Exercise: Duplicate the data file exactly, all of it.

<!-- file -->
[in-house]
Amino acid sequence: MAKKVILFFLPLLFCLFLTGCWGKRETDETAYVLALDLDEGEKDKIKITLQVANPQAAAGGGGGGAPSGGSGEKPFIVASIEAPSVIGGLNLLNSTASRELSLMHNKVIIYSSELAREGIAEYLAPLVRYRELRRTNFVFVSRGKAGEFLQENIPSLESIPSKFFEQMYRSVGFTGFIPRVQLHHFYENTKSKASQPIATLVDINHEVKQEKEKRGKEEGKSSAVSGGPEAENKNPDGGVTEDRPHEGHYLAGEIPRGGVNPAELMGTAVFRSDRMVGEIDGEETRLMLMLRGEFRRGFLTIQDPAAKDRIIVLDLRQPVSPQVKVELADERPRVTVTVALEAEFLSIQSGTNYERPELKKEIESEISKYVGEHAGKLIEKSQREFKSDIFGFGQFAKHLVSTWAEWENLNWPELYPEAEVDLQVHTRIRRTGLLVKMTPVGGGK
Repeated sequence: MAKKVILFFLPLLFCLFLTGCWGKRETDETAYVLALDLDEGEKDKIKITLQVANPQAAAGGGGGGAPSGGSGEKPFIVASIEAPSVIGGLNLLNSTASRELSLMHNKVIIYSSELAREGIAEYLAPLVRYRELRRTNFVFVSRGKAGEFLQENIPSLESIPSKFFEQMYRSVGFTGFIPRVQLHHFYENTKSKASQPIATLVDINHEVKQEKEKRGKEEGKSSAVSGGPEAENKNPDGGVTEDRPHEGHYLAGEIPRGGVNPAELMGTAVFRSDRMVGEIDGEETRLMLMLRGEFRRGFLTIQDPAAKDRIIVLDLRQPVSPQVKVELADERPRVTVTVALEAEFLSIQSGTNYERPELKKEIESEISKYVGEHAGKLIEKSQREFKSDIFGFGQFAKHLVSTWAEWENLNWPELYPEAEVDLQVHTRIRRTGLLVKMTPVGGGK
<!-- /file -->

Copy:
[in-house]
Amino acid sequence: MAKKVILFFLPLLFCLFLTGCWGKRETDETAYVLALDLDEGEKDKIKITLQVANPQAAAGGGGGGAPSGGSGEKPFIVASIEAPSVIGGLNLLNSTASRELSLMHNKVIIYSSELAREGIAEYLAPLVRYRELRRTNFVFVSRGKAGEFLQENIPSLESIPSKFFEQMYRSVGFTGFIPRVQLHHFYENTKSKASQPIATLVDINHEVKQEKEKRGKEEGKSSAVSGGPEAENKNPDGGVTEDRPHEGHYLAGEIPRGGVNPAELMGTAVFRSDRMVGEIDGEETRLMLMLRGEFRRGFLTIQDPAAKDRIIVLDLRQPVSPQVKVELADERPRVTVTVALEAEFLSIQSGTNYERPELKKEIESEISKYVGEHAGKLIEKSQREFKSDIFGFGQFAKHLVSTWAEWENLNWPELYPEAEVDLQVHTRIRRTGLLVKMTPVGGGK
Repeated sequence: MAKKVILFFLPLLFCLFLTGCWGKRETDETAYVLALDLDEGEKDKIKITLQVANPQAAAGGGGGGAPSGGSGEKPFIVASIEAPSVIGGLNLLNSTASRELSLMHNKVIIYSSELAREGIAEYLAPLVRYRELRRTNFVFVSRGKAGEFLQENIPSLESIPSKFFEQMYRSVGFTGFIPRVQLHHFYENTKSKASQPIATLVDINHEVKQEKEKRGKEEGKSSAVSGGPEAENKNPDGGVTEDRPHEGHYLAGEIPRGGVNPAELMGTAVFRSDRMVGEIDGEETRLMLMLRGEFRRGFLTIQDPAAKDRIIVLDLRQPVSPQVKVELADERPRVTVTVALEAEFLSIQSGTNYERPELKKEIESEISKYVGEHAGKLIEKSQREFKSDIFGFGQFAKHLVSTWAEWENLNWPELYPEAEVDLQVHTRIRRTGLLVKMTPVGGGK